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INTERVIEWS

Peter Higgins, author of Wolfhound Century

Myke Cole, author of Shadow Ops Series

John Brown John, translator of the Zamonia Novels

Jim C. Hines author of Libriomancer

Nick Harkaway author of Angelmaker (review here)

Martha Wells author of The Cloud Roads

David Tallerman author of Giant Thief

Mazarkis Williams author of The Emperor's Knife

Rob Ziegler author of Seed

Steven Gould author of 7th Sigma

Douglas Hulick author of Among Thieves (review here)

Mark Charan Newton author of Nights of Villjamur (review here)

Kameron Hurley author of God's War (review here)

Brent Weeks author of The Black Prism (review here)

Anthony Huso author of The Last Page (review here)

Brandon Sanderson author of The Way of Kings (review here)

Lou Anders Editor of Pyr Books

Ian Tregillis author of Bitter Seeds (review here)

Sam Sykes author of Tome of the Undergates (review here)

Benjamin Parzybok author of Couch (review here)

Kristine Kathryn Rusch author of Diving Into the Wreck (review here)

Ken Scholes author of Lamentation

Cherie Priest author of Boneshaker (review here)

Lev Grossman author of The Magicians (review here)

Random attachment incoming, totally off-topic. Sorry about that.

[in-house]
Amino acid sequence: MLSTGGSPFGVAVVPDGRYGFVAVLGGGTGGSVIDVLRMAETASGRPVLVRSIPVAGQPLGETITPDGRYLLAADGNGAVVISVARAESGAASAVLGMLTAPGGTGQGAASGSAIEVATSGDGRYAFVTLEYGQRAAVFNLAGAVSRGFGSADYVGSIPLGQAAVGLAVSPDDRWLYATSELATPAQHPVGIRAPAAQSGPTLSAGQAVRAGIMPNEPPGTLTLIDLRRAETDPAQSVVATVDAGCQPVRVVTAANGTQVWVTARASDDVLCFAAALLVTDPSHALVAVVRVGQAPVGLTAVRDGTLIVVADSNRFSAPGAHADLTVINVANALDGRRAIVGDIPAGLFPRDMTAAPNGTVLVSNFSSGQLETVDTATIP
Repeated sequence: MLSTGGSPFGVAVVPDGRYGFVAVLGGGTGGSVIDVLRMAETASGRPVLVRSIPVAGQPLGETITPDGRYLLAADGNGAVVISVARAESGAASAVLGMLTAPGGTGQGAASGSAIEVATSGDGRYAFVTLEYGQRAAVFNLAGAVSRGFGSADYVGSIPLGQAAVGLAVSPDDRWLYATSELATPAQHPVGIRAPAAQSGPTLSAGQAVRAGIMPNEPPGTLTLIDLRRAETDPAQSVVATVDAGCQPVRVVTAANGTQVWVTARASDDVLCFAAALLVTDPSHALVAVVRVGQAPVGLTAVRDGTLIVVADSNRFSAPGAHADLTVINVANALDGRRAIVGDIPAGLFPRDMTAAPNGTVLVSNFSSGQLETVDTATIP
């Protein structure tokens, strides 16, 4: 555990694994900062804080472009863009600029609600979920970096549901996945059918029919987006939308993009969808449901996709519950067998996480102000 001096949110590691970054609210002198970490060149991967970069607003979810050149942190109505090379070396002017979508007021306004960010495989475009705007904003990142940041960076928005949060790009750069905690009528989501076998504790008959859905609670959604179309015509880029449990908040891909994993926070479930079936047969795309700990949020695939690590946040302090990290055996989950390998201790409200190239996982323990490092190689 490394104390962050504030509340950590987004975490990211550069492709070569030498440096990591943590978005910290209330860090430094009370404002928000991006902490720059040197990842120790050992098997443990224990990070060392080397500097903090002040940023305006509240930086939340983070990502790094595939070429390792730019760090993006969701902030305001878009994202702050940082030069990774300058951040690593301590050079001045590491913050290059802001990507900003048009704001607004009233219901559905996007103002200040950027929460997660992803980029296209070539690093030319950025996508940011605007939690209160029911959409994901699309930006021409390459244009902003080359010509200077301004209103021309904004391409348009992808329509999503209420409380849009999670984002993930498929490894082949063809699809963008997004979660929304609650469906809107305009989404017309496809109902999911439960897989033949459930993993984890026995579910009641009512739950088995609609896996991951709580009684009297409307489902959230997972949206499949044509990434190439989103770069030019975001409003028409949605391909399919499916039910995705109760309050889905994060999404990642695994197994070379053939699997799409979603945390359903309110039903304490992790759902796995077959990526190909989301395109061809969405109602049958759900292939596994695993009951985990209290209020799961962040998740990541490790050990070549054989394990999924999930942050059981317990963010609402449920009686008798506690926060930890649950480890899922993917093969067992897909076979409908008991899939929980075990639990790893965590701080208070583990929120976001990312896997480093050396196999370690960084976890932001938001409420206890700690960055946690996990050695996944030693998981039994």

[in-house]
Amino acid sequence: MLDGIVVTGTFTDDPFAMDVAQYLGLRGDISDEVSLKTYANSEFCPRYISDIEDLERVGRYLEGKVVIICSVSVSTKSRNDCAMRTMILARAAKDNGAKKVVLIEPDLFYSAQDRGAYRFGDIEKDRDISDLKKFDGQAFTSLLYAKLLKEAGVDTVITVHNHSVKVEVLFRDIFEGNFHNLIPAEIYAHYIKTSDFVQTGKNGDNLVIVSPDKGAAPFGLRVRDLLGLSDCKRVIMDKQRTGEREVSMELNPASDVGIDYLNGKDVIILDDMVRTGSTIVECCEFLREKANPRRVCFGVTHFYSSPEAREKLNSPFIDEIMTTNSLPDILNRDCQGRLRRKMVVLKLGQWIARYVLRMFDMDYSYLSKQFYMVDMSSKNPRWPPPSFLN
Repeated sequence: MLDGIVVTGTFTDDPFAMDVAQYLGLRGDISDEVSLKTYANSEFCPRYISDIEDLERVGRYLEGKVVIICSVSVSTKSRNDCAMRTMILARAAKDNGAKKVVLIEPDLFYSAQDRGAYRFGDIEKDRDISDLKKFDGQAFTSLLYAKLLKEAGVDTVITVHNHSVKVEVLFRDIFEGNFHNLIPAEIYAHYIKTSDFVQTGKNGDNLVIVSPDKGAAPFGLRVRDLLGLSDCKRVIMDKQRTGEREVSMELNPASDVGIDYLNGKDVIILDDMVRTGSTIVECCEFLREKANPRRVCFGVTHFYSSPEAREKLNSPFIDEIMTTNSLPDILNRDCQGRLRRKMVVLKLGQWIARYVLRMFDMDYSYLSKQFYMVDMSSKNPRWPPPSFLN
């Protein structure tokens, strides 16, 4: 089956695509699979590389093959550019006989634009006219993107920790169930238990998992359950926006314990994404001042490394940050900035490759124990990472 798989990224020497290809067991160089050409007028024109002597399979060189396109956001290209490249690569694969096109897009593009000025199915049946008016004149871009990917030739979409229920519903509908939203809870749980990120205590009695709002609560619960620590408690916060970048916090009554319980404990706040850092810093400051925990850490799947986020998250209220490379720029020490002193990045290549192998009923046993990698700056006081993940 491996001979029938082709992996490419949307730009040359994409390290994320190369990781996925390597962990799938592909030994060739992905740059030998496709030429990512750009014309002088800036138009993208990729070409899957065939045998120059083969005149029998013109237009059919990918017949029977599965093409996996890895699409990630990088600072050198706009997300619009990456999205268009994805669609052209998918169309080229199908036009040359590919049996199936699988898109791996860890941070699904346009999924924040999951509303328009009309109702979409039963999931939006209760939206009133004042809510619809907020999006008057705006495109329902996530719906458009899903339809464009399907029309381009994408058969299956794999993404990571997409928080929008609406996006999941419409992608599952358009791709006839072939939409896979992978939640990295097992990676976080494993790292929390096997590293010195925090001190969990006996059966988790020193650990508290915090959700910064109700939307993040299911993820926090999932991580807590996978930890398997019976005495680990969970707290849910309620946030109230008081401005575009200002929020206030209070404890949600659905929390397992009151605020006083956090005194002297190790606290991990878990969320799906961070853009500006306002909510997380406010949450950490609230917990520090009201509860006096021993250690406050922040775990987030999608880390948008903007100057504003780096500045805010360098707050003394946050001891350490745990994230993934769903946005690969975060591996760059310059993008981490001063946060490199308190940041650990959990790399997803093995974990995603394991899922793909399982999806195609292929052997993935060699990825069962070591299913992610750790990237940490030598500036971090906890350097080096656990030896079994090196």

Character Interviews

Alexia and Lord Maccon from Gail Carriger's Soulless

Lord Akeldama from Gail Carriger's Soulless

Eva Forge from Tim Akers's The Horns of Ruin

Atticus from Kevin Hearne's Hounded

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CLASSIC REVIEW | Homeland (Drizzt 1) by R.A. Salvatore

Homeland was selected for me by Sam Sykes for his bravest challenge. Not one to back down from a challenge I was still at first perturbed by the selection. I've remained a virtual shared world virgin for many years having only read two Star Wars novels and one ST:NG. At least from what I can recall, but the DnD/Forgotten Realms/Drizzt books were definitely new territory. That said I didn't enter Homeland with too many preconceptions, which was probably for the best.

I knew that Homeland was actually not the first written Drizzt book that was The Crystal Shard, but the first in a prequel trilogy to explain his origins.  At first I was surprised because Homeland begins before Drizzt is even born, but gives a great portend of the future in the actions that proceed his light being brought into a very dark world. Most characters in Menzoberranzan, the City of the Spider Queen, do bad things because doing good would show weakness which can not be abided. Salvatore has gone to great detail about nearly every facet of Drizzt's upbringing, which caused an immediate connection to the plight of this young Dark Elf. Homeland is not a challenging book in the least, but it sure is entertaining a good window into the Dark Elf society.